There are certain shortcomings, idea-wise: From the supposition that people 5000 years ago had more or less the same way of thinking as contemporary humans, to the assertion that agriculture is ecologically viable (though it is implied throughout much of the text that it is not, especially since it leads to surpluses, the management of which leads to power structures) if done a certain way (which it does not elaborate). There are also here traces of the embrace of a cultural materialism akin to Marvin Harris’ (“Cannibals & Kings”) one, and the book definitely has a certain logistical vibe (the implications of the male/female population proportion are not good). Lastly, the effects of modern culture and the concept of man upon the psyche are almost not discussed at all.

The book is however excellent in tracing many of the mythologies that permeate our culture (from the supposed inherent flawed nature of man to the world as a thing to be conquered by humans). It showcases how deeply and totally the imperialism of culture has integrated across the globe. Some ideas that intrigued me more than most follow:

1. “Leaver [humans outside the dominant cultural paradigm – isolated tribal hunter-gatherers for the most part] peoples are always conscious of having a tradition that goes back to very ancient times. We have no such consciousness. For the most part, we’re a very ‘new’ people. Every generation is somehow new, more thoroughly cut off from the past than the one that came before.”

2. I like the idea of Leavers succumbing to and accepting the will and whims of the Gods, though my understanding is that the author uses it as a sort of metaphor for nature. Either way, of essence here is is the humility, the recognition that human is not the crown of creation, the battering down of human arrogance. The arrogance that is responsible for believing that the whole world works in harmony with our dominant paradigm: “According to Taker mythology, every civilization anywhere in the universe must be a Taker civilization, a civilization in which people have taken the life of the world into their own hands.”

3. The implication that there is a natural law concerning living, which is as global and unescapable as the law of gravity (at least for the long-term survival of a species) is intriguing. On the one hand as with any law and any seemingly insurmountable restriction, I view it as something to strive towards overcoming (and here imagination is the key factor). Yet, the existence of these laws and their immutability by anything human reinforces the human race’s insignificance, and that is a much needed thing. A return to a scale where human is not the crown of creation not the master of the planet, but an imaginary aggregate of entities that have no qualitative difference from any other other entities. I especially like the part where the 2 protagonists enact an imaginary dialog between a leaver and taker (Takers being the majority of contemporary people, the ones living inside the prison of Civilization): the leaver cannot understand why a person should always satisfy a whimsical craving for a particular food (say he woke up and wanted to eat venison on a particular day), and even why it would be evil for some persons to die if they do not find food – is death something to be ashamed of? [No it is not, it is completely normal for population numbers to fluctuate, and here I remember Duerr's Dreamtime and the idea of moving the consciousness focus from individual to a larger, multi-organism scale.]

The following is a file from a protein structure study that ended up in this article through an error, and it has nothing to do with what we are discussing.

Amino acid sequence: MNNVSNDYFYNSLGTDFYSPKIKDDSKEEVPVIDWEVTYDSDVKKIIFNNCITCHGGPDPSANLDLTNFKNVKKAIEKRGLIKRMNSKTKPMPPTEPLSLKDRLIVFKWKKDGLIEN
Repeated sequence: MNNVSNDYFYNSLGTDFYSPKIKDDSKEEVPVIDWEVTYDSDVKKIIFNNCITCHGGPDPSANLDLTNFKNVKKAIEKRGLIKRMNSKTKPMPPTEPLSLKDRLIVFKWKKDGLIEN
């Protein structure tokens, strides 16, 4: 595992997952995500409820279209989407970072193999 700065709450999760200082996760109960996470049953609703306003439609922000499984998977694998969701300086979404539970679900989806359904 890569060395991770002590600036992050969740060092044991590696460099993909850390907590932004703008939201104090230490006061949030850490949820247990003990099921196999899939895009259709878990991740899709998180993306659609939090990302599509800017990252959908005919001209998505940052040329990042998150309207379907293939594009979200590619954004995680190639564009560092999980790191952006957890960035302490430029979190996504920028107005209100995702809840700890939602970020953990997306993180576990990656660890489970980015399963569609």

This is a book that I would be ecstatic to have discovered 10 or 15 years ago – not that its integral value is diminished now, but I had stumbled upon the majority of the expressed ideas in books that I’ve read in recent years. Definitely recommended. ( )
  Athotep | Sep 26, 2020 |
I really enjoyed this book. Highly philosophical, it looks at how people live life, and why.

I highly recommend it. ( )
  m_mozeleski | Aug 22, 2020 |
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A man and a great ape conduct a series of philosophical conversations in a work that presents a new vision of evolution and humankind and asks the question: does the Earth belong to humans, or do humans belong to the Earth?